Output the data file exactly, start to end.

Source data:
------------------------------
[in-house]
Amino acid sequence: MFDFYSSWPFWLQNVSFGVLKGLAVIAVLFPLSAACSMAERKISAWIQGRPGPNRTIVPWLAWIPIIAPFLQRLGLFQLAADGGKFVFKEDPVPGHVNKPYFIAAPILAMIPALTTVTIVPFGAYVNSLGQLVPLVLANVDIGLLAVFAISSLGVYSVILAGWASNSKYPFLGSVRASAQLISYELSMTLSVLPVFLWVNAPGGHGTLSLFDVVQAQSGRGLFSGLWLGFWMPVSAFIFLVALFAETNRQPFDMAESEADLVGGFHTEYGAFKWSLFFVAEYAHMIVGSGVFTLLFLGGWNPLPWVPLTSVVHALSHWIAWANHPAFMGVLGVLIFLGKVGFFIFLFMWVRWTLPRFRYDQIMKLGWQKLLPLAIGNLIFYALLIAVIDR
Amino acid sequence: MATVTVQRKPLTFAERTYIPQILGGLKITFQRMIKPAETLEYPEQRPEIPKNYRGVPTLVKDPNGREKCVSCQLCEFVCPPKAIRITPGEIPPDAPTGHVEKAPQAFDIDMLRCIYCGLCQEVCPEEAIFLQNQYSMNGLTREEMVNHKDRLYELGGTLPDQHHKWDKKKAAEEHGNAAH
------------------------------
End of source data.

[in-house]
Amino acid sequence: MFDFYSSWPFWLQNVSFGVLKGLAVIAVLFPLSAACSMAERKISAWIQGRPGPNRTIVPWLAWIPIIAPFLQRLGLFQLAADGGKFVFKEDPVPGHVNKPYFIAAPILAMIPALTTVTIVPFGAYVNSLGQLVPLVLANVDIGLLAVFAISSLGVYSVILAGWASNSKYPFLGSVRASAQLISYELSMTLSVLPVFLWVNAPGGHGTLSLFDVVQAQSGRGLFSGLWLGFWMPVSAFIFLVALFAETNRQPFDMAESEADLVGGFHTEYGAFKWSLFFVAEYAHMIVGSGVFTLLFLGGWNPLPWVPLTSVVHALSHWIAWANHPAFMGVLGVLIFLGKVGFFIFLFMWVRWTLPRFRYDQIMKLGWQKLLPLAIGNLIFYALLIAVIDR
Amino acid sequence: MATVTVQRKPLTFAERTYIPQILGGLKITFQRMIKPAETLEYPEQRPEIPKNYRGVPTLVKDPNGREKCVSCQLCEFVCPPKAIRITPGEIPPDAPTGHVEKAPQAFDIDMLRCIYCGLCQEVCPEEAIFLQNQYSMNGLTREEMVNHKDRLYELGGTLPDQHHKWDKKKAAEEHGNAAH